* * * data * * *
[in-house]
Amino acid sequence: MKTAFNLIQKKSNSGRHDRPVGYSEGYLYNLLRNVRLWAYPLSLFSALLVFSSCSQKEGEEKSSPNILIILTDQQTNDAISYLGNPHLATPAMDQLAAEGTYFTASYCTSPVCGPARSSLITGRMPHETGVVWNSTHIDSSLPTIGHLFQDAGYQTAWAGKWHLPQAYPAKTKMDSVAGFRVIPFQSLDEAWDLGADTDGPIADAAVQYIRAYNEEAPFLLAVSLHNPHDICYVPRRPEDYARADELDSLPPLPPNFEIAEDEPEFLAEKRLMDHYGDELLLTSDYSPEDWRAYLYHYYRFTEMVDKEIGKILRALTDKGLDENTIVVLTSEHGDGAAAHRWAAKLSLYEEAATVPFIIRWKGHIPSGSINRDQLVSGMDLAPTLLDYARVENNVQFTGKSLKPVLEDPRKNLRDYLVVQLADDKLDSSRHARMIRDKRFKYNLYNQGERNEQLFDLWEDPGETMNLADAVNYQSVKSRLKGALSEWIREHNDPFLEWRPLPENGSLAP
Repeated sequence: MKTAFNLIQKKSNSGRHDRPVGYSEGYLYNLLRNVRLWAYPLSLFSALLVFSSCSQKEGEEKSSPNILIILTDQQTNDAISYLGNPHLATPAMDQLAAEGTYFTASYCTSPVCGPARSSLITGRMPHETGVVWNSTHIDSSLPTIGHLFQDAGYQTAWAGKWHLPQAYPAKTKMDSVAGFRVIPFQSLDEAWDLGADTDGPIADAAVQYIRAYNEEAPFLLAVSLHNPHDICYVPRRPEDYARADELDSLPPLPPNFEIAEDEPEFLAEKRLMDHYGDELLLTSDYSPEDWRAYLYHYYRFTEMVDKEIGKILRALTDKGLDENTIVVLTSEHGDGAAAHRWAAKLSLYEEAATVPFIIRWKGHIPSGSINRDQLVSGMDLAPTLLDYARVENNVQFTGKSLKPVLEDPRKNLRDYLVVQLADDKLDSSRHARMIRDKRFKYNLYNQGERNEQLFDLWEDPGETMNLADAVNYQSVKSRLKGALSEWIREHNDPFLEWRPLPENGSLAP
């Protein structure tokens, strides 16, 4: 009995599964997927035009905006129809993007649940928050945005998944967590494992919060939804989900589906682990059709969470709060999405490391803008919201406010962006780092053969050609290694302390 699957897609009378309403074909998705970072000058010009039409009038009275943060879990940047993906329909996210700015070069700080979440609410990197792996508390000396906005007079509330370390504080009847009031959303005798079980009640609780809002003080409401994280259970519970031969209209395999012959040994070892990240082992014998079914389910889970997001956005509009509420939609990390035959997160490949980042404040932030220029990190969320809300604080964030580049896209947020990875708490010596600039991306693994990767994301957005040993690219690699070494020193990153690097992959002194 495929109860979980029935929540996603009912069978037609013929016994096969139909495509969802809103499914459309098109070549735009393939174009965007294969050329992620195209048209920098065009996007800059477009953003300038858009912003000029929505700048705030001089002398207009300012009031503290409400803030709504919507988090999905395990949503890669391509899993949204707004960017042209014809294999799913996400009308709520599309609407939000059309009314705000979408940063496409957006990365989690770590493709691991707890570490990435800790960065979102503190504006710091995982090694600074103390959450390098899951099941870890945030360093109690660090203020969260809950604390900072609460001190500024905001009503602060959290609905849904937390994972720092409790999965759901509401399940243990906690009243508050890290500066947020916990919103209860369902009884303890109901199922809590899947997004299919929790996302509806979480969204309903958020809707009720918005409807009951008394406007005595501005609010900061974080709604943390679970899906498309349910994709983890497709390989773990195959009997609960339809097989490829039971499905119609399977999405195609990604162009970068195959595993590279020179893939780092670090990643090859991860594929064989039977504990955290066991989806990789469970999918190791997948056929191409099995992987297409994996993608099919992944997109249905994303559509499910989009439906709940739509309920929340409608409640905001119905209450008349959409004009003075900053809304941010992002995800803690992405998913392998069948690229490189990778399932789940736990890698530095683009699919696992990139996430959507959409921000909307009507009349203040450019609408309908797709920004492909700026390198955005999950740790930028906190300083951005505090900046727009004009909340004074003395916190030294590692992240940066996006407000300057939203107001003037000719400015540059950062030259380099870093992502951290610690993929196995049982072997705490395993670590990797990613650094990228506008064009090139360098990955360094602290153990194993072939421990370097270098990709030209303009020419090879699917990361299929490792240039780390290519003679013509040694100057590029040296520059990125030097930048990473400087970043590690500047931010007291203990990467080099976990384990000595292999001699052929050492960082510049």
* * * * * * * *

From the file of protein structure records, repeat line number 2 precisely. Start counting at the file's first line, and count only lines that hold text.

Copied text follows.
Amino acid sequence: MKTAFNLIQKKSNSGRHDRPVGYSEGYLYNLLRNVRLWAYPLSLFSALLVFSSCSQKEGEEKSSPNILIILTDQQTNDAISYLGNPHLATPAMDQLAAEGTYFTASYCTSPVCGPARSSLITGRMPHETGVVWNSTHIDSSLPTIGHLFQDAGYQTAWAGKWHLPQAYPAKTKMDSVAGFRVIPFQSLDEAWDLGADTDGPIADAAVQYIRAYNEEAPFLLAVSLHNPHDICYVPRRPEDYARADELDSLPPLPPNFEIAEDEPEFLAEKRLMDHYGDELLLTSDYSPEDWRAYLYHYYRFTEMVDKEIGKILRALTDKGLDENTIVVLTSEHGDGAAAHRWAAKLSLYEEAATVPFIIRWKGHIPSGSINRDQLVSGMDLAPTLLDYARVENNVQFTGKSLKPVLEDPRKNLRDYLVVQLADDKLDSSRHARMIRDKRFKYNLYNQGERNEQLFDLWEDPGETMNLADAVNYQSVKSRLKGALSEWIREHNDPFLEWRPLPENGSLAP